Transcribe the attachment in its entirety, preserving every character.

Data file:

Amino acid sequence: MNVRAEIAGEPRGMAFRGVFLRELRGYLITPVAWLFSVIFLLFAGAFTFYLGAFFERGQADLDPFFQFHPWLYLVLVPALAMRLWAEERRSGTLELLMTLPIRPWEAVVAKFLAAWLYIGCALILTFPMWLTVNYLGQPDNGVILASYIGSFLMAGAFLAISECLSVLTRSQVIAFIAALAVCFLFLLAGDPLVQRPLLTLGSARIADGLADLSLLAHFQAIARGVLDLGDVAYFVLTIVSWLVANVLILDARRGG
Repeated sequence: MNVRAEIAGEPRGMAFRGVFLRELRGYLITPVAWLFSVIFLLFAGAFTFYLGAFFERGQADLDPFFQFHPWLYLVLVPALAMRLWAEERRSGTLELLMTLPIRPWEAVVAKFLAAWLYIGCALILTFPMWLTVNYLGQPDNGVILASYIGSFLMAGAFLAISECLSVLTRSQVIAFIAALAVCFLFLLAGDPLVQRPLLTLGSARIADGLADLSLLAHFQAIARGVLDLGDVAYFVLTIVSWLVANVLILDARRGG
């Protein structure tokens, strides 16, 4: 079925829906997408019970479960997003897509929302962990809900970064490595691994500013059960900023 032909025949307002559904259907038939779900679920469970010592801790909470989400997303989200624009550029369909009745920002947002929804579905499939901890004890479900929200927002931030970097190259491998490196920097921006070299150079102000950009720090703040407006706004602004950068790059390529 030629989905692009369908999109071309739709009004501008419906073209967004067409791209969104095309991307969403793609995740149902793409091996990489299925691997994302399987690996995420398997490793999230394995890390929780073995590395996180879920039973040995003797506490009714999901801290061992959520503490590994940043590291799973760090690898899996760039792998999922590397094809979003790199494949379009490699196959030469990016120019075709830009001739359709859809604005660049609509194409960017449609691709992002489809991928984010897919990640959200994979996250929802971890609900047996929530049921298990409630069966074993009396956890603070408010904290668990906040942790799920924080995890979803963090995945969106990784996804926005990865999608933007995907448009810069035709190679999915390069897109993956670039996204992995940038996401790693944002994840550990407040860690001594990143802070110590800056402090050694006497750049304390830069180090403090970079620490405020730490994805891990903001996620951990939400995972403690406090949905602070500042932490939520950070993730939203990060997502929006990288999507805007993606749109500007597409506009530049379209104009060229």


Amino acid sequence: MNVRAEIAGEPRGMAFRGVFLRELRGYLITPVAWLFSVIFLLFAGAFTFYLGAFFERGQADLDPFFQFHPWLYLVLVPALAMRLWAEERRSGTLELLMTLPIRPWEAVVAKFLAAWLYIGCALILTFPMWLTVNYLGQPDNGVILASYIGSFLMAGAFLAISECLSVLTRSQVIAFIAALAVCFLFLLAGDPLVQRPLLTLGSARIADGLADLSLLAHFQAIARGVLDLGDVAYFVLTIVSWLVANVLILDARRGG
Repeated sequence: MNVRAEIAGEPRGMAFRGVFLRELRGYLITPVAWLFSVIFLLFAGAFTFYLGAFFERGQADLDPFFQFHPWLYLVLVPALAMRLWAEERRSGTLELLMTLPIRPWEAVVAKFLAAWLYIGCALILTFPMWLTVNYLGQPDNGVILASYIGSFLMAGAFLAISECLSVLTRSQVIAFIAALAVCFLFLLAGDPLVQRPLLTLGSARIADGLADLSLLAHFQAIARGVLDLGDVAYFVLTIVSWLVANVLILDARRGG
């Protein structure tokens, strides 16, 4: 079925829906997408019970479960997003897509929302962990809900970064490595691994500013059960900023 032909025949307002559904259907038939779900679920469970010592801790909470989400997303989200624009550029369909009745920002947002929804579905499939901890004890479900929200927002931030970097190259491998490196920097921006070299150079102000950009720090703040407006706004602004950068790059390529 030629989905692009369908999109071309739709009004501008419906073209967004067409791209969104095309991307969403793609995740149902793409091996990489299925691997994302399987690996995420398997490793999230394995890390929780073995590395996180879920039973040995003797506490009714999901801290061992959520503490590994940043590291799973760090690898899996760039792998999922590397094809979003790199494949379009490699196959030469990016120019075709830009001739359709859809604005660049609509194409960017449609691709992002489809991928984010897919990640959200994979996250929802971890609900047996929530049921298990409630069966074993009396956890603070408010904290668990906040942790799920924080995890979803963090995945969106990784996804926005990865999608933007995907448009810069035709190679999915390069897109993956670039996204992995940038996401790693944002994840550990407040860690001594990143802070110590800056402090050694006497750049304390830069180090403090970079620490405020730490994805891990903001996620951990939400995972403690406090949905602070500042932490939520950070993730939203990060997502929006990288999507805007993606749109500007597409506009530049379209104009060229």